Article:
Catch the foxes for us, the little foxes that spoil the vineyards

The book Song of Solomon in the Bible has an interesting statement:

“Catch the foxes for us, the little foxes that spoil the vines”
S of S 2:15

foxes-vine1I sometimes think that successful RV’ing is all about staying alert to little problems, metaphorically it’s like watching out for the the little foxes that steal into a vineyard and not only snack on the grapes but also which nibble on the wood of the vine, ruining them and the abundance of the harvest.  If you’ve ever gone RV’ing you’ll agree that there are a lot of little foxes out there just waiting to make our RV dream more of a nightmare.


There are a lot of problems we can avoid by maintaining our RV according to the manufacturer’s recommendations.  Often those maintenance items involve some of the more expensive components in an RV — engines, tires, roof, appliances.  Making sure we stop having fun and either put the rig into the shop or make sure we do the work ourself requires discipline.

Fixing small problems before they become big problems

A lot of times RV problems give us a warning.  A few drops of water on the ground can be easier to take care of when they are only a few drops — rather than waiting until whatever is starting to fail goes completely kaput. It’s not a bad idea to make a walk-around every single day looking for telltale signs.  True — there are some items that are actually better to let them fail before you repair/replace them. An intermittant problem for example is impossible to troubleshoot — a thing has to be misbehaving in order for a mechanic to what what needs replacing.

Stay within Manufacturer’s guidelines

One way to make failures and problems more common is to ignore your manufacturer’s recommendations.  Weight limits, load limits, maximum towing speeds, maximum water pressure — these are just a few of the magic words experienced RV’ers are familiar with.  Overloading your tires,  towing your toad too fast — thinking that you know better than the engineer who designed your RV or some system within your RV might make you think you know better than the guy with the degree but there are reasons for all those recommendations:  usually those reasons relate to your safety and the safety of those around your RV.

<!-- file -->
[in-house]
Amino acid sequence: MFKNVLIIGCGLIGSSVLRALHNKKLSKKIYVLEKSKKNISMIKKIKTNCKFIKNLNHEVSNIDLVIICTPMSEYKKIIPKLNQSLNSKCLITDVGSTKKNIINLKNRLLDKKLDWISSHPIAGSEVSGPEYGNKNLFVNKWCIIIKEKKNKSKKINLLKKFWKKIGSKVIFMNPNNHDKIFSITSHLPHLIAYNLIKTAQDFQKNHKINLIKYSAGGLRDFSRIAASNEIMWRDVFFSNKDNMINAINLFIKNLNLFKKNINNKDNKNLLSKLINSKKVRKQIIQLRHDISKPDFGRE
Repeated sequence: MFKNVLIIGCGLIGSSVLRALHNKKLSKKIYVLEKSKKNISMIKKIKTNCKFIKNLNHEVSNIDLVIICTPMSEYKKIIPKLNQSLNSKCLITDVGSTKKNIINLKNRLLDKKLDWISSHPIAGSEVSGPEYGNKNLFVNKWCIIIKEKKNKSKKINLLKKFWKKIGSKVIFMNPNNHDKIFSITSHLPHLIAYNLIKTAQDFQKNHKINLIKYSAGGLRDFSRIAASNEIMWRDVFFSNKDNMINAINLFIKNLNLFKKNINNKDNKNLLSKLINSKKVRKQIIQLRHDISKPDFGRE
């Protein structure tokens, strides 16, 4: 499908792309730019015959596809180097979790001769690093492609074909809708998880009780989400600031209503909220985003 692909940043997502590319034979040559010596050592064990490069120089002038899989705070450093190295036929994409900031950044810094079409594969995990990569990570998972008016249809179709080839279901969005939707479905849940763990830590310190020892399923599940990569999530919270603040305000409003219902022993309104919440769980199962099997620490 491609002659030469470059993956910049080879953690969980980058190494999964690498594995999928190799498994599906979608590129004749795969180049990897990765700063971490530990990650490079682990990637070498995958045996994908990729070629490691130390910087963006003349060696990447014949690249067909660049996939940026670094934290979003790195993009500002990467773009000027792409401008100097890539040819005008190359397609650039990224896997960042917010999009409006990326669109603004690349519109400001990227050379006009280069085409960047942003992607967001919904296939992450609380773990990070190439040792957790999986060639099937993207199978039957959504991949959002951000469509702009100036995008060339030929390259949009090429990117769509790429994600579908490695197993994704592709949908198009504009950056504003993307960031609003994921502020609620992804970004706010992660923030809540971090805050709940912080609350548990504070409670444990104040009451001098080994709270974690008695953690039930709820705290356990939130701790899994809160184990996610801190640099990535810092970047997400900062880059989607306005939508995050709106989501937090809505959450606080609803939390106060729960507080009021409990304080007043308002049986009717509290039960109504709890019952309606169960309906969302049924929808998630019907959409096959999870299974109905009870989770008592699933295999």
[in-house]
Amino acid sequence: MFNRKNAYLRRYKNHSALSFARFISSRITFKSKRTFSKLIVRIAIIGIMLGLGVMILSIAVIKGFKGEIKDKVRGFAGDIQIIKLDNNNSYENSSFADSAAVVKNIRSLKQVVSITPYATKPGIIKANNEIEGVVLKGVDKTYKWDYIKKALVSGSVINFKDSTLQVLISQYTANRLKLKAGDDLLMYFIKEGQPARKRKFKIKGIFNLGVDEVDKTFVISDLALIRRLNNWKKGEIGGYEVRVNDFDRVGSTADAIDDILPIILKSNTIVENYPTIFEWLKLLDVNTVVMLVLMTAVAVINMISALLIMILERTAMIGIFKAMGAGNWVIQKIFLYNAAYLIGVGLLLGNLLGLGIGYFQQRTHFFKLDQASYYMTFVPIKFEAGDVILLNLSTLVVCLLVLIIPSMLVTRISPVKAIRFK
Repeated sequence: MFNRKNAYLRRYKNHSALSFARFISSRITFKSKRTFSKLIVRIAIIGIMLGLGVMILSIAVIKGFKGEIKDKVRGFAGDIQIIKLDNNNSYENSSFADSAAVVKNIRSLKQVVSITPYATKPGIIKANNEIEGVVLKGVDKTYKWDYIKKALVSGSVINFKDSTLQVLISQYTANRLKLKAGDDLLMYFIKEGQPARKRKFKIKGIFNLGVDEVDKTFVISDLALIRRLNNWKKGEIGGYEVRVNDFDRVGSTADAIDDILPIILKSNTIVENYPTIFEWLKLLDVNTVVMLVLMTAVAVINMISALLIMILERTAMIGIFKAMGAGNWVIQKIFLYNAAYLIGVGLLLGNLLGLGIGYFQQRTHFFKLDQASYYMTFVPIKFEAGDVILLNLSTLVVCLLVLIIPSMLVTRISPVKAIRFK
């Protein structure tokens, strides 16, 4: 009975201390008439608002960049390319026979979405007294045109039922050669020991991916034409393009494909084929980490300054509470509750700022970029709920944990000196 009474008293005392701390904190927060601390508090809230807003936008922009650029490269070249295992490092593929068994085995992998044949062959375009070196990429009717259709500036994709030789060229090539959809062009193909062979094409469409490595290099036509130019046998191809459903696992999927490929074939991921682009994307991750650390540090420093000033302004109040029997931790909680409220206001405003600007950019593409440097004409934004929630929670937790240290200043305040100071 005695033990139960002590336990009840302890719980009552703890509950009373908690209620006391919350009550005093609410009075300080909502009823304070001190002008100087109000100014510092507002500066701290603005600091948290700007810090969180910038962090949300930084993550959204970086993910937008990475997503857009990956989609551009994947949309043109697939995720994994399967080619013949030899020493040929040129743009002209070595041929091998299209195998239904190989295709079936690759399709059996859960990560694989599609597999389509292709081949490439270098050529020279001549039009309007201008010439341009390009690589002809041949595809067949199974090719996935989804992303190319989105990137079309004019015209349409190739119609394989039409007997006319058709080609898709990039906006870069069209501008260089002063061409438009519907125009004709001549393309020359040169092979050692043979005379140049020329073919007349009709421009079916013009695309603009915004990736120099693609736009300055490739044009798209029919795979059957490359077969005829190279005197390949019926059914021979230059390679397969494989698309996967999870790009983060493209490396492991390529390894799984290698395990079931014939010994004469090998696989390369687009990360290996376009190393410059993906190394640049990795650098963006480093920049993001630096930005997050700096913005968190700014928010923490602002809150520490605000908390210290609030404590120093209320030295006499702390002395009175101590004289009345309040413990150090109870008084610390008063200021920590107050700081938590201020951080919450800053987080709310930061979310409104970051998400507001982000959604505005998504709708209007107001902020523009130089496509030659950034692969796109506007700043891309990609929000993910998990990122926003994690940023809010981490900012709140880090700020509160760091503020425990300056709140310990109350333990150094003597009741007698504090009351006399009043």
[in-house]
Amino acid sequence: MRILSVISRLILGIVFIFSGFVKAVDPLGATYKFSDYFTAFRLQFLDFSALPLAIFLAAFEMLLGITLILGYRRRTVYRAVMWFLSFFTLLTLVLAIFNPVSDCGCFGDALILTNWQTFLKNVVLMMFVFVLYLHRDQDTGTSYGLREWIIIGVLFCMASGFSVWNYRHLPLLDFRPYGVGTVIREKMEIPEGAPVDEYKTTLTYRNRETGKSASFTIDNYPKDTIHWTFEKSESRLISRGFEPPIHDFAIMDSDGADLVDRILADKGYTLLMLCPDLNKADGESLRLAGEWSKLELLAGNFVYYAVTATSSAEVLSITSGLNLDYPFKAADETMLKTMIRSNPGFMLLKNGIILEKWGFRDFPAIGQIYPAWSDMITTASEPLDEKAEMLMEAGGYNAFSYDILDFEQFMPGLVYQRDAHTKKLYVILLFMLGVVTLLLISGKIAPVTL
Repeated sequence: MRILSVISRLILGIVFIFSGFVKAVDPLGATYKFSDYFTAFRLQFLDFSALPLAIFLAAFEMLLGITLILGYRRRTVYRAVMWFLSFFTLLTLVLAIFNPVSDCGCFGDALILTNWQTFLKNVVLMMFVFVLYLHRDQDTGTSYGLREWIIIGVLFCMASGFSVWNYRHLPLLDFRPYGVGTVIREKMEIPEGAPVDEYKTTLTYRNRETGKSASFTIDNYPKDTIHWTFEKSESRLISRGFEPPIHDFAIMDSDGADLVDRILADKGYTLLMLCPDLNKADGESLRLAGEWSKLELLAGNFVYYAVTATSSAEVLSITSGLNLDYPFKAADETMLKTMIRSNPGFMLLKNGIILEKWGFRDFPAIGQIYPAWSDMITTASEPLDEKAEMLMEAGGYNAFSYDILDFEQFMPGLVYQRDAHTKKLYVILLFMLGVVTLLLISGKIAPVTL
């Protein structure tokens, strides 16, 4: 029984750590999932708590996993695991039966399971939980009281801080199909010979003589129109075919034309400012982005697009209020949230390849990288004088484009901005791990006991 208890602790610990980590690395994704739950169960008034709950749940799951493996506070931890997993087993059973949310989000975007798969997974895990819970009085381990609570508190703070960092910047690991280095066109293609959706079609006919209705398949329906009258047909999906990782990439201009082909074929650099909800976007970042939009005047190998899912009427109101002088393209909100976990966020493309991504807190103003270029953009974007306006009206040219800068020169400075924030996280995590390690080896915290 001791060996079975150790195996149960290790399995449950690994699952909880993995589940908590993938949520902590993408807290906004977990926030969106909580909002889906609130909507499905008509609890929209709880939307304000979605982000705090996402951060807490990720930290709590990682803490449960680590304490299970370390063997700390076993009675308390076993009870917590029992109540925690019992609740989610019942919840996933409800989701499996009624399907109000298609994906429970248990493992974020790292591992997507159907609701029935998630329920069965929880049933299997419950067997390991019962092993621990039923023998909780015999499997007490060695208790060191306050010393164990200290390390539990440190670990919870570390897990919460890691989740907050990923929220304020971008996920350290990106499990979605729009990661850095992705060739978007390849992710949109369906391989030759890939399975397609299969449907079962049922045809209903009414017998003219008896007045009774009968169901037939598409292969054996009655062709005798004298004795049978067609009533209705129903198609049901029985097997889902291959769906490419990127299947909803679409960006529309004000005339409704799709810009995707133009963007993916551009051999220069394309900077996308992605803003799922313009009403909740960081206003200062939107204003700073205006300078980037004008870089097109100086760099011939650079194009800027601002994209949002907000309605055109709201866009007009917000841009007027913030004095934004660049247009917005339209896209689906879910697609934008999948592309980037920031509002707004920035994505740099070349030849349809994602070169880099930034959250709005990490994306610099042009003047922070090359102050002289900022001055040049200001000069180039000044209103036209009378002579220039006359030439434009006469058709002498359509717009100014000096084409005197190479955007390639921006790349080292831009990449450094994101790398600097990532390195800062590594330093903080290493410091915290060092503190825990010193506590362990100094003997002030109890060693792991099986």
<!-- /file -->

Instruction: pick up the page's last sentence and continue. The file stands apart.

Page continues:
Use a little common sense

Sometimes we can save ourselves grief just by using a little common sense.  Let me give you an example.  My brother in law just moved.  No, they aren’t even RV’ers.  But they have, or I should say they had on of those Infrared Quartz heaters.  They had been using it for quite some time with no problems.  The moved from one apartment to another, plugged it in and it shorted out.  Had they not been in the room they could have burned down the building.

infrared heaterWhy use this example? Have you ever thought about what could happen when you leave your RV — for a few hours, or for the day?  Some RV’ers might think it overly cautious but we always turn off any space heaters that we might be using.  We don’t leave appliances running, we don’t leave our water heater running. If we’re gone for the day and we’re out of the coach for a number of hours we turn off the park water (assuming we are hooked up to water — often we aren’t).  The whole idea is why take chances.  We might not turn off the water if we were living in sticks & bricks — but a house doesn’t bounce down the road and plumbing problems are much less likely in a conventional house than they are in an RV.

RV’ing doesn’t have to be a constant stream of problems joined together by periodic times of fun.  Repairs and breakdowns aren’t supposed to be the most memorable of our experiences and they needn’t be if we just take a few precautions along the route.

Thanks for stopping by, and I’ll be here to chat tomorrow.


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